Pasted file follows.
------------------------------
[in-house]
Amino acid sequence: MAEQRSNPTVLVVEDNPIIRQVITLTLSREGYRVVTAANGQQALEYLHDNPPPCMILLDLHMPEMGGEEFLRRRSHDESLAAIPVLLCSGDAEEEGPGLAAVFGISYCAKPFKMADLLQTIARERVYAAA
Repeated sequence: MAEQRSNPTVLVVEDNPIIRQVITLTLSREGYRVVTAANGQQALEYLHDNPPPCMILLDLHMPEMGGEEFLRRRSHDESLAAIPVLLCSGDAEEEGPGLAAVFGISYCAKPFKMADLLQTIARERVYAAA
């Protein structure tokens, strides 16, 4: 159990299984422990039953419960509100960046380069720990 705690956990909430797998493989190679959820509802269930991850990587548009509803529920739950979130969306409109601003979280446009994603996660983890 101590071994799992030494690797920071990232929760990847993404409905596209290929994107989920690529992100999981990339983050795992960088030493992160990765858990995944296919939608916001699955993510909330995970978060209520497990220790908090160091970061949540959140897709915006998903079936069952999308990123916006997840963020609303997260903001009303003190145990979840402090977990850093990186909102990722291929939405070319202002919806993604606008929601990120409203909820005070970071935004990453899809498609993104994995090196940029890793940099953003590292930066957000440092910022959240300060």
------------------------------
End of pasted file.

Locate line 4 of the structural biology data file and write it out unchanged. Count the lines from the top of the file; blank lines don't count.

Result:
């Protein structure tokens, strides 16, 4: 159990299984422990039953419960509100960046380069720990 705690956990909430797998493989190679959820509802269930991850990587548009509803529920739950979130969306409109601003979280446009994603996660983890 101590071994799992030494690797920071990232929760990847993404409905596209290929994107989920690529992100999981990339983050795992960088030493992160990765858990995944296919939608916001699955993510909330995970978060209520497990220790908090160091970061949540959140897709915006998903079936069952999308990123916006997840963020609303997260903001009303003190145990979840402090977990850093990186909102990722291929939405070319202002919806993604606008929601990120409203909820005070970071935004990453899809498609993104994995090196940029890793940099953003590292930066957000440092910022959240300060």